Several peculiar clouds are having their moment in the sun as the World Meteorological Organization has officially recognized them in the pantheon of weather formations.
The assessment marks the first time in over three decades that the WMO has updated their International Cloud Atlas which details the various types of clouds that can appear in the sky.
It's worth noting that these newly-classified clouds are not discoveries, per se, and have actually been seen plenty of times in the past although they are generally fleeting formations.
However their addition to the cloud atlas gives them some proverbial meteorological clout as, for example, the previously dubbed 'rollcloud' has been given the more distinguished title of 'volutus.'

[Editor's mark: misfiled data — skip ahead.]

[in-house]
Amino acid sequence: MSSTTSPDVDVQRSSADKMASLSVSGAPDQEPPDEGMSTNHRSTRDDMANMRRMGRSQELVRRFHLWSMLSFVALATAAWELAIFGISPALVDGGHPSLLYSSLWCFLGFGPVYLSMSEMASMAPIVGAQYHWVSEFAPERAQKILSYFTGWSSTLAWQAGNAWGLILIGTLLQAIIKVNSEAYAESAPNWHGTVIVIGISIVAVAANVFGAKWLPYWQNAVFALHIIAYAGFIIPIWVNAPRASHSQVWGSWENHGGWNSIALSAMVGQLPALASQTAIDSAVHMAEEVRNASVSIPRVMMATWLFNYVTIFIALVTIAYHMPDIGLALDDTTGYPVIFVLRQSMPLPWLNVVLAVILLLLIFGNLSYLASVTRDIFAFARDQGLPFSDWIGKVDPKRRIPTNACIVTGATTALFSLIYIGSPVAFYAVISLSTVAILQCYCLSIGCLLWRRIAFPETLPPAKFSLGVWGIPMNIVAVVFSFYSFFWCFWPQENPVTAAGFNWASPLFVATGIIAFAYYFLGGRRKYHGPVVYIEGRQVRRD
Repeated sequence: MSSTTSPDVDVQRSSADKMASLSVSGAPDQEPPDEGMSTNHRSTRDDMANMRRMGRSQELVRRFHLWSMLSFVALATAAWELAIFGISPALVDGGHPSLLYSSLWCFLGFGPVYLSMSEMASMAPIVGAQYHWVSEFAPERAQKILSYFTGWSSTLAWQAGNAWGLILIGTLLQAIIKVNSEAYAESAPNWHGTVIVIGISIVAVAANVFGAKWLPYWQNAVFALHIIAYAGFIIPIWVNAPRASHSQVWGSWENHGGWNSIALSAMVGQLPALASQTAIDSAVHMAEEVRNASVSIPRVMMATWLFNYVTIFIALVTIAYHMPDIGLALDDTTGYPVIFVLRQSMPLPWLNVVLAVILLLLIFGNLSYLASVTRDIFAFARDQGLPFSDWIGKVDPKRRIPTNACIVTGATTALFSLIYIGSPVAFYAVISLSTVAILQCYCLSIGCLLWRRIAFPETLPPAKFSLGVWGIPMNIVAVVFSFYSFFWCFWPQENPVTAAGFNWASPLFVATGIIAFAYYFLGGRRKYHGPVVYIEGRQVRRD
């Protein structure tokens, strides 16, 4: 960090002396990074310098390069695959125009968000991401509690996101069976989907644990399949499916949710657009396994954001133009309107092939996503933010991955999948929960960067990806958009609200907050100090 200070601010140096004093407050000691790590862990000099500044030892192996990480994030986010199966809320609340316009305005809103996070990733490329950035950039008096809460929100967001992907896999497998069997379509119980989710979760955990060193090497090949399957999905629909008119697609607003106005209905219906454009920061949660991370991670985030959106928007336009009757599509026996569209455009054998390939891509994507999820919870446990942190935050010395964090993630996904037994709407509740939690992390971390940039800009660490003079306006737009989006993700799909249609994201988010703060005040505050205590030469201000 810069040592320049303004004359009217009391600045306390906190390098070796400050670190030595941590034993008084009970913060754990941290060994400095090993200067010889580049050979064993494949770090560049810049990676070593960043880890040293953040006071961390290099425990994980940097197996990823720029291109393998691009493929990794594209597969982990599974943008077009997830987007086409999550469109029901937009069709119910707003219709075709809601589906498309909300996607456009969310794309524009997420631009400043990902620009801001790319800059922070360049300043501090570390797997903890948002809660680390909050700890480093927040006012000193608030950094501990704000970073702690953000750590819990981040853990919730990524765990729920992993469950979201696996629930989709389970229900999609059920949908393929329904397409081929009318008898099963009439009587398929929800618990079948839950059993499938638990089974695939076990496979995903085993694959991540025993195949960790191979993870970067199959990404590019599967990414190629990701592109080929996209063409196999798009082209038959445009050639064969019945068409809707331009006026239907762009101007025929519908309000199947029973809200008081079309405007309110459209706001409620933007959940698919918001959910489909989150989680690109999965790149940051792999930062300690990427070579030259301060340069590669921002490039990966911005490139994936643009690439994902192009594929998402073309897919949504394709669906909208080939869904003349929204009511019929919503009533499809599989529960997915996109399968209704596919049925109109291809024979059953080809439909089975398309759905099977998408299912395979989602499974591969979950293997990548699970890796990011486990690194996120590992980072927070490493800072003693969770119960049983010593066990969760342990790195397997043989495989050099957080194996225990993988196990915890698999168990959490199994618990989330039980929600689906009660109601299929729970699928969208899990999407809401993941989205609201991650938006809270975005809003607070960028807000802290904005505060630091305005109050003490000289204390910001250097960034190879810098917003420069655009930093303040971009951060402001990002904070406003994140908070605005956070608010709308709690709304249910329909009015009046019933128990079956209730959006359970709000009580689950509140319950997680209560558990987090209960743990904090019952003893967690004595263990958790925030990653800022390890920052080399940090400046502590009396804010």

Since it has been 30 years since the cloud atlas has been updated, the ensuing years have allowed researchers and weather watchers far greater ability to spot and document fleeting formations that otherwise may have gone unnoticed.
The WMO credits the inclusion of the cloud Asperitas to just such a scenario, because it was largely researched by a group of weather-watching hobbyists.
Perhaps the most intriguing 'cloud' included in the collection of new formations is the contrail which is sometimes produced by an aircraft.
The classification could cause some consternation from conspiracy theorists who suspect that such formations are far more nefarious than simply being clouds.
On the bright side, the 'homogenitus' clouds, as they are now called, are formations derived from human activity, so the infamous chemtrails could technically be considered part of the club as well.
Coast Insiders can learn more about the chemtrail conspiracy and how it may be connected to weather modification by checking out the 12/15/2014 edition of the program featuring filmmaker and activist Shepard Ambellas.
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Source: Live Science